One of my favorite classes I had in college, and one of my favorites in any level of schooling, was my communications class focused on media and journalism. Not only did I enjoy the writing and speaking, two things I love and get paid and not paid to do, but the entire focus of our class revolved around reporting and studying food. We watched and wrote papers on documentaries centered on food, we read novels with food as a significant part or symbol, and our final projects were to interview and present a local food establishment and the significance of that food to the area, the business owners, and the people who buy it. One big takeaway from that class was the significance of food has to our memories, our lives, and our relationships. Making food, eating food, and eating food together is a joy and a ritual of love and relationship.
I am fairly confident that if the movie Chef had been around when I took this class that it would be one of the movies we would watch. When Carl Casper (Jon Favreau), a well-known, high profile chef at a Los Angeles restaurant, has a high profile critic coming to his restaurant, he is excited by the opportunity to wow him and cement his place among the top echelon of chefs. The resulting conflicts with the owner of the restaurant and the critic change his focus and direction and he goes across the country with his ex-wife and son to start a new food truck business selling a family favorite, Cubano sandwiches from their hometown of Miami. What results is a fun and light-hearted re-discovery of the joy and love her has of food and passing that legacy to his son, Percy (Emjay Anthony).
More than any other aspect of the movie, Jon Favreau (lead actor, writer, director, and producer of the movie) captures what a joy it is to make food as well as to eat it. But not only that, it isn’t about the food, its about the relationships and love food both creates and facilitates in our every day lives. Carl, at one pivotal moment in the movie, says to his son that he might not be the best dad or the best husband, but he loves to cook and he is good at it, and he wants to pass that love and skill on to him. Percy and Karl finally begin to bond and grow in love for each other when the mutual passion of cooking and preparing food is shared. When we cook for others or eat together there is a relational and almost spiritual connection that forms.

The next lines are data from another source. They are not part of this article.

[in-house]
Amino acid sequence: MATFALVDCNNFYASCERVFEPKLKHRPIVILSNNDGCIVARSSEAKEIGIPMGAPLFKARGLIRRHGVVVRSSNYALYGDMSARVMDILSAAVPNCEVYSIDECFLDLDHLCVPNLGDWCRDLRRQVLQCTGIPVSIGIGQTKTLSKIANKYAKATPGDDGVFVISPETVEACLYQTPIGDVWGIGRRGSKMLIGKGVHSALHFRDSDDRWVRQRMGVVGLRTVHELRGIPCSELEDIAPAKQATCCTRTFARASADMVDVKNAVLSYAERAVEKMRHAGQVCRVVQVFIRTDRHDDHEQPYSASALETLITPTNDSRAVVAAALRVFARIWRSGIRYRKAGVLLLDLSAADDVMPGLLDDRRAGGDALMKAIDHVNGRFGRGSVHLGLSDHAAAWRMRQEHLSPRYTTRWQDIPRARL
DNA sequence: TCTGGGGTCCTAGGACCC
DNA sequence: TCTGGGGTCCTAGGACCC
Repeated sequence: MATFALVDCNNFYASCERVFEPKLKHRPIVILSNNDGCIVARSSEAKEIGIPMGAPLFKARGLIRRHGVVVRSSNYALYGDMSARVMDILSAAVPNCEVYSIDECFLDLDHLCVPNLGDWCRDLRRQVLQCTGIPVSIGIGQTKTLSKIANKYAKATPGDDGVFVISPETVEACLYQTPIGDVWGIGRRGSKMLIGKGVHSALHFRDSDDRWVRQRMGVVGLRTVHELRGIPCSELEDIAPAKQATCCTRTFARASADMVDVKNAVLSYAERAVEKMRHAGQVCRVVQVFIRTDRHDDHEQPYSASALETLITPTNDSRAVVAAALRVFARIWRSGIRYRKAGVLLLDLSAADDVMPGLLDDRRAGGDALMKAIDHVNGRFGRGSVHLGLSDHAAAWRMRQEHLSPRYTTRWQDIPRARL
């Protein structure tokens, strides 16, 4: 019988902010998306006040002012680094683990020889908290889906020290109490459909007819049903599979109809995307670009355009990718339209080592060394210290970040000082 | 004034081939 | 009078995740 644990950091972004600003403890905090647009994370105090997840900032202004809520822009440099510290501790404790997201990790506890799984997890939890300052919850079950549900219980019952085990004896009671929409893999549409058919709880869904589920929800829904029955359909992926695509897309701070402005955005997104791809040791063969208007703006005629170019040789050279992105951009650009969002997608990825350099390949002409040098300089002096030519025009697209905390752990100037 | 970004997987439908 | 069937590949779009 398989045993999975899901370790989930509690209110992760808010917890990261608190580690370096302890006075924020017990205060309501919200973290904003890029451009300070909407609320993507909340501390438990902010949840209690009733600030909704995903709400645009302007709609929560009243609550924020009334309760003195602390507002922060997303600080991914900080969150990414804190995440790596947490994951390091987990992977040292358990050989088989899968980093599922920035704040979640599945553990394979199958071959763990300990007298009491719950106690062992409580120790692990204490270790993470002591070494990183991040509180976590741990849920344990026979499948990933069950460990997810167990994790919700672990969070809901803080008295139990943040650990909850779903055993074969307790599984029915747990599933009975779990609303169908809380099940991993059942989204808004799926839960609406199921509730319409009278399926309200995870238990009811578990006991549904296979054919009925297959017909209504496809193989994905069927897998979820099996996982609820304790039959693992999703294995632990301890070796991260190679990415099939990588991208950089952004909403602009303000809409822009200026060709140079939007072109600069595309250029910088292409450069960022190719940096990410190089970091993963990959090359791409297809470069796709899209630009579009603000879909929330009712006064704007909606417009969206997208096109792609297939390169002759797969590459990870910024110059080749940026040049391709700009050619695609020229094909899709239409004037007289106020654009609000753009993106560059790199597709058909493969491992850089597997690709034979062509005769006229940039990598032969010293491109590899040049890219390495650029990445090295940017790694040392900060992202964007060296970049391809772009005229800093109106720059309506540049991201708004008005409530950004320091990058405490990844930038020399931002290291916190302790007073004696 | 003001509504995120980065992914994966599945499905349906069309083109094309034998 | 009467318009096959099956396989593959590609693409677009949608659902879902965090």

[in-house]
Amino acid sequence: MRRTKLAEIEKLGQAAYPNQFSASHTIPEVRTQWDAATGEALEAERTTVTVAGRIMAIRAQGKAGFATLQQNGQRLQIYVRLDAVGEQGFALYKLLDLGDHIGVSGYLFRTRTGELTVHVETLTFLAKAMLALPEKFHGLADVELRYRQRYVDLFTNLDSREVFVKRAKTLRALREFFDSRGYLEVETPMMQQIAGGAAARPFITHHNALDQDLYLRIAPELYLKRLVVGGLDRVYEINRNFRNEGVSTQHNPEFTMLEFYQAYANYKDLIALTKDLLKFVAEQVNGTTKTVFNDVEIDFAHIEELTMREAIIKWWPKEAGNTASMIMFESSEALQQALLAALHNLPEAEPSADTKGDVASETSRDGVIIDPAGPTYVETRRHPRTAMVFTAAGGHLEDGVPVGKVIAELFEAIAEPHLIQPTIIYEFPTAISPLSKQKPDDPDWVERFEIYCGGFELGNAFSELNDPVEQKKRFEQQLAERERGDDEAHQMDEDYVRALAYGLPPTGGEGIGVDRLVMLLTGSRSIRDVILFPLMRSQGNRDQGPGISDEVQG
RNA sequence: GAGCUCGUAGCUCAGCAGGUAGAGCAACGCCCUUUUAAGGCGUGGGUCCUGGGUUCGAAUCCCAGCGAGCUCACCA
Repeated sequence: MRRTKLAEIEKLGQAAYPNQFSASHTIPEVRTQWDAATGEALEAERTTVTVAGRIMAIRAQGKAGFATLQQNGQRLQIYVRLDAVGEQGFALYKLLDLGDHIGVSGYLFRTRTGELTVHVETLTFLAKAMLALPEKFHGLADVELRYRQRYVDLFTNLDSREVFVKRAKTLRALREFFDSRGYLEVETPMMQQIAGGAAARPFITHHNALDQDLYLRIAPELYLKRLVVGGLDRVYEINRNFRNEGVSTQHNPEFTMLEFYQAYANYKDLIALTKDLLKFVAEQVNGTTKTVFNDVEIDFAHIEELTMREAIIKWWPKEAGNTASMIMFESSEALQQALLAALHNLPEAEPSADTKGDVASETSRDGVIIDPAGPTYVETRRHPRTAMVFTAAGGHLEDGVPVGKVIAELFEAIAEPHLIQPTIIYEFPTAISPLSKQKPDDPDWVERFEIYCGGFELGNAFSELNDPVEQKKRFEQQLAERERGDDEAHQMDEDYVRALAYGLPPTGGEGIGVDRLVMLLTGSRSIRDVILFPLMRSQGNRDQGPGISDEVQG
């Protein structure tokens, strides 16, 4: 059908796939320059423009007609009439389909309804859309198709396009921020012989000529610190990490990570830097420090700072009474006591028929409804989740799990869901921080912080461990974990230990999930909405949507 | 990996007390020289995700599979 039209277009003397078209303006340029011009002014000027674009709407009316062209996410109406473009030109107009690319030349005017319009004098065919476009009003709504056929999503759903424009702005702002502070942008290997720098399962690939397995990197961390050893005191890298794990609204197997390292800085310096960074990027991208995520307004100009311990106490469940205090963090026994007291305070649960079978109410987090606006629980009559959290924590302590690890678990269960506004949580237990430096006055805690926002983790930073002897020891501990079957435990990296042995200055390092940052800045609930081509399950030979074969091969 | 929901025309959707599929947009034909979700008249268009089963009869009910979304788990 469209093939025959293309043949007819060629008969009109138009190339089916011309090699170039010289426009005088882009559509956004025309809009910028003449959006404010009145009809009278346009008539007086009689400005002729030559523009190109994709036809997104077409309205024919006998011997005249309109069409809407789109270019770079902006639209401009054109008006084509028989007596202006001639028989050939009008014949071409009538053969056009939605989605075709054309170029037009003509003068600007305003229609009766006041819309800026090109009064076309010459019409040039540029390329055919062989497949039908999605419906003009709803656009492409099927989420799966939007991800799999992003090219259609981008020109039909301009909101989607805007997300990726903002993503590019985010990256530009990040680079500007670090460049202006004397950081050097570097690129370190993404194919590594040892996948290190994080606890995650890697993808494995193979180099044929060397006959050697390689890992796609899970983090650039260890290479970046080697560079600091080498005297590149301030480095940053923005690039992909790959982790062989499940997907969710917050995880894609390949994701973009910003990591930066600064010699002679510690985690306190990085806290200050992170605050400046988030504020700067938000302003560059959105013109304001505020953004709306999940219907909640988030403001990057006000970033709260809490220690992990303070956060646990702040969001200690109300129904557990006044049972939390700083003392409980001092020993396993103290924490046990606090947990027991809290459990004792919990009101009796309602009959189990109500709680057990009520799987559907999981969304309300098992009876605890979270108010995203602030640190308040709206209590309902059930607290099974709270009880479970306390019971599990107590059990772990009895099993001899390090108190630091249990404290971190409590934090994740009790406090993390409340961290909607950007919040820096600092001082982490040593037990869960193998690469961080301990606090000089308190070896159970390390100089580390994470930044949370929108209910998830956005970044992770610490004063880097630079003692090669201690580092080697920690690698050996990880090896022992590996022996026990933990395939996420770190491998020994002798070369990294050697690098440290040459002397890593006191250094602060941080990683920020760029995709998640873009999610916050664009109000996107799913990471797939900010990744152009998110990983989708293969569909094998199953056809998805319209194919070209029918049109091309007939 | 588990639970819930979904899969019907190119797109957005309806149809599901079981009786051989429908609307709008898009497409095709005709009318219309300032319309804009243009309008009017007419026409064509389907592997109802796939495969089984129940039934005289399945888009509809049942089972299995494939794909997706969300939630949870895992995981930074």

There is even a great little scene that implies a romantic relationship between Carl and the head waitress at his LA restaurant Molly, played by Scarlett Johansson, but it is only implied through one quick beat and Carl making her a meal. Love and intimacy is exchanged through the medium of food and it is so well done in this movie through shots of the tactile nature of all stages of eating. From the sound of a knife coming out of the sheath, to the sizzle of the grill and that first crispy bite of sandwich, your senses come alive in these moments. No wonder food commands such poignant memories; every moment is so sensory rich, it is like the warm and happy feelings we get around those we love.
Chef is such an incredibly fun movie. While the movie lacks a final third of sorts (its more like a tonal shift than an actual act), and ends in a little bit of a cheesy fashion (but everyone I know in Wisconsin likes a little cheese on everything), the real focus is food and the relationships it forges and reinforces. It will also make you so incredibly hungry that you will inevitably want one of those sandwiches or a real nice slab of pork. If you love food, and who doesn’t, this movie will make you smile and make you salivate. It’s definitely worth watching this weekend and on a full stomach.
Josh Crabb (@HeyItsThatJosh) is an editor, writer, and sometimes talker for Reel World Theology. He has been married to Tina for 9 1/2 years and has four amazing children. He is also a pastor at Appleton Gospel in Appleton, WI and church planter for the EFCA planting in Neenah, WI.